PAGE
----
// Using a long value beyond double precision
long longValue = (1L << 53) + 1;

JsonValue value = longValue; // this produces a compile-time warning about possible loss of precision
value = longValue.ToJson(asString: false); // this is how the compile-time warning can be avoided

Console.WriteLine(value); // 9007199254740993
Console.WriteLine($"{value.AsNumber:R}"); // 9007199254740992 - this is how JavaScript interprets it
Console.WriteLine(value.AsLiteral); // 9007199254740993 - this is the actual stored value
JsonValue value = "value"; // or: value = new JsonValue("value");

Console.WriteLine(value); // "value"
Console.WriteLine(value.Type); // String
Console.WriteLine(value.AsString); // value
JsonValue array = new JsonArray { true, 1, 2.35, JsonValue.Null, "value" };
// which is the shorthand of: new JsonValue(new JsonArray { JsonValue.True, new JsonValue(1), new JsonValue(2.35), JsonValue.Null, new JsonValue("value") });

Console.WriteLine(array); // [true,1,2.35,null,"value"]
Console.WriteLine(array.Type); // Array
Console.WriteLine(array[2]); // 2.35
Console.WriteLine(array[42]); // undefined
JsonValue obj = new JsonObject
{
    ("Bool", true), // which is the shorthand of new JsonProperty("Bool", new JsonValue(true))
    // { "Bool", true }, // alternative syntax on platforms where ValueTuple types are not available
    ("Number", 1.23),
    ("String", "value"),
    ("Object", new JsonObject
    {
       ("Null", JsonValue.Null),
       ("Array", new JsonArray { 42 }),
    })
};

Console.WriteLine(obj); // {"Bool":true,"Number":1.23,"String":"value","Object":{"Null":null,"Array":[42]}}
Console.WriteLine(obj.Type); // Object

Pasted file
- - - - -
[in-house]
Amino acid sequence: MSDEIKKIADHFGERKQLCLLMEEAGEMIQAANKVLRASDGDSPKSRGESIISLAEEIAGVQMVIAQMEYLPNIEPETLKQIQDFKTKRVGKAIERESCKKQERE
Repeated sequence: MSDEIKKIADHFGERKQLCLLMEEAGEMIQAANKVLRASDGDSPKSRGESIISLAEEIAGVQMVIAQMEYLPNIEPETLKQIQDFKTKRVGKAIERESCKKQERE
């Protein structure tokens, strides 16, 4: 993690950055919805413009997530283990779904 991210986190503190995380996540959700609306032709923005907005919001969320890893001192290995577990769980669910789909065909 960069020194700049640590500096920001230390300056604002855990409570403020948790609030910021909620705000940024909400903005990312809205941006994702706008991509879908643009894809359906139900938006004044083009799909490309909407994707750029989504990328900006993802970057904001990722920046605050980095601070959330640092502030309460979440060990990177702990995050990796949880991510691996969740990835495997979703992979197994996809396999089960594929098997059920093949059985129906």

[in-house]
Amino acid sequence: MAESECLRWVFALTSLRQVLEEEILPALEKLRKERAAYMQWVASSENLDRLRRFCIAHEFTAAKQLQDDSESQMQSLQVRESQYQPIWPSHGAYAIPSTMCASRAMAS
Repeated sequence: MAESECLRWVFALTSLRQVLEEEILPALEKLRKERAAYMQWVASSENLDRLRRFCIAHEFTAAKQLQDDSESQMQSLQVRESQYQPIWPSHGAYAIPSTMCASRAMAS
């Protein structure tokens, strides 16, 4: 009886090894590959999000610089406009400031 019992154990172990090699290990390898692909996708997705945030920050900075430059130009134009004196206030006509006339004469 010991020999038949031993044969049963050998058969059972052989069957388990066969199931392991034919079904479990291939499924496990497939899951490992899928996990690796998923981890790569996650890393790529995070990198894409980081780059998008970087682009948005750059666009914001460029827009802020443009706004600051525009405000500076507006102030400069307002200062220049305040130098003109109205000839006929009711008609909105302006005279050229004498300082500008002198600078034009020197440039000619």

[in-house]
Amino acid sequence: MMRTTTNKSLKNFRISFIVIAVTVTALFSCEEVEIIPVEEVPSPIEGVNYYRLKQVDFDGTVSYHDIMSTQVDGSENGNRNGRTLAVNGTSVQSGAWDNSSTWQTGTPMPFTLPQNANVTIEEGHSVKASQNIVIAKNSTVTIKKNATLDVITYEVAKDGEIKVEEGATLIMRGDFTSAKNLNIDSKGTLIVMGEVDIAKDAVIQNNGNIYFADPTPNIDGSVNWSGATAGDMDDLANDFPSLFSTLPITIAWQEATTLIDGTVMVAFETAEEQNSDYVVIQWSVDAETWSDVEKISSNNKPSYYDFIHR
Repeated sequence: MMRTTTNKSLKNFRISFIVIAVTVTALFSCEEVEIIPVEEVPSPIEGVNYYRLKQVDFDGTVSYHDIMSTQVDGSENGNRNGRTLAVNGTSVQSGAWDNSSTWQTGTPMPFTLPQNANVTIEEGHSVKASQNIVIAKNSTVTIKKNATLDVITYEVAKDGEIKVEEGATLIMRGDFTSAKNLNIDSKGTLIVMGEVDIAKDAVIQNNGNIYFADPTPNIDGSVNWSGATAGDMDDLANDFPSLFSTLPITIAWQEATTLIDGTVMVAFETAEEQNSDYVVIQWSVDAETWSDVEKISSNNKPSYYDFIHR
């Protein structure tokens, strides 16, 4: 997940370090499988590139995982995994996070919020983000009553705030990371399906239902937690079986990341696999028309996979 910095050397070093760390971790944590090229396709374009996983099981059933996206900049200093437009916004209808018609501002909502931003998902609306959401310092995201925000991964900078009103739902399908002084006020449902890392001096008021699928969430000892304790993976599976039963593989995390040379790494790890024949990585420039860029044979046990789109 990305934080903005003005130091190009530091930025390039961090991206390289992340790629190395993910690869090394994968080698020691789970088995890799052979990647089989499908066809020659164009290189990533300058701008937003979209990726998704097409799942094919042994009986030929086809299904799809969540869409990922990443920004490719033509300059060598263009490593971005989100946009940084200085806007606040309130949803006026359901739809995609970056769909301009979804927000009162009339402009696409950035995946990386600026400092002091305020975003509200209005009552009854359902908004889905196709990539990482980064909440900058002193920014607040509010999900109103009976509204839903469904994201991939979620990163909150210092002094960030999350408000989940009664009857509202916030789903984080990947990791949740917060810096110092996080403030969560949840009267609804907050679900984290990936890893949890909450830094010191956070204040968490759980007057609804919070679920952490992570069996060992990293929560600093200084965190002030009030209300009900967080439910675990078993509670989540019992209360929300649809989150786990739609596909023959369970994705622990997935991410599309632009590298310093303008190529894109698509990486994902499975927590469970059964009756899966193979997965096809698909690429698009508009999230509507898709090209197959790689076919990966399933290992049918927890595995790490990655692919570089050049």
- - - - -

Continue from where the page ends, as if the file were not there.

Console.WriteLine(obj["Object"]["Array"][0]); // 42
Console.WriteLine(obj["UnknownProperty"]); // undefined

Though the JsonValue type has a JavaScript-like approach (eg. it has a single AsNumber property with nullable double return type for any numbers) the JsonValueExtensions class provides .NET type specific conversions for most .NET numeric types, including Int64, Decimal and more. Additionally, it offers conversions for Enum, DateTime, DateTimeOffset, TimeSpan and Guid types as well.

// Use the ToJson extension methods to convert common .NET types to JsonValue
var obj = new JsonObject
{
    ("Id", Guid.NewGuid.ToJson()),
    ("Timestamp", DateTime.UtcNow.ToJson(JsonDateTimeFormat.UnixMilliseconds)),
    ("Status", someEnumValue.ToJson(JsonEnumFormat.LowerCaseWithHyphens)),
    ("Balance", someDecimalValue.ToJson(asString: true))
};

To obtain the values you can use 3 different approaches:

// 1.) TryGet... methods: bool return value and an out parameter
if (obj["Balance"].TryGetDecimal(out decimal value)) {}

// 2.) As... methods: nullable return type
decimal? valueOrNull = obj["Balance"].AsDecimal(); // or: AsDecimal(JsonValueType.String) to accept strings only

// 3.) Get...OrDefault: non-nullable return type;
decimal balance = obj["Balance"].GetDecimalOrDefault(); // or: GetDecimalOrDefault(-1m) to specify a default value

Tip: There are several predefined formats for enums (see JsonEnumFormat), DateTime and DateTimeOffset types (see JsonDateTimeFormat) and TimeSpan values (see JsonTimeSpanFormat).


Writing JSON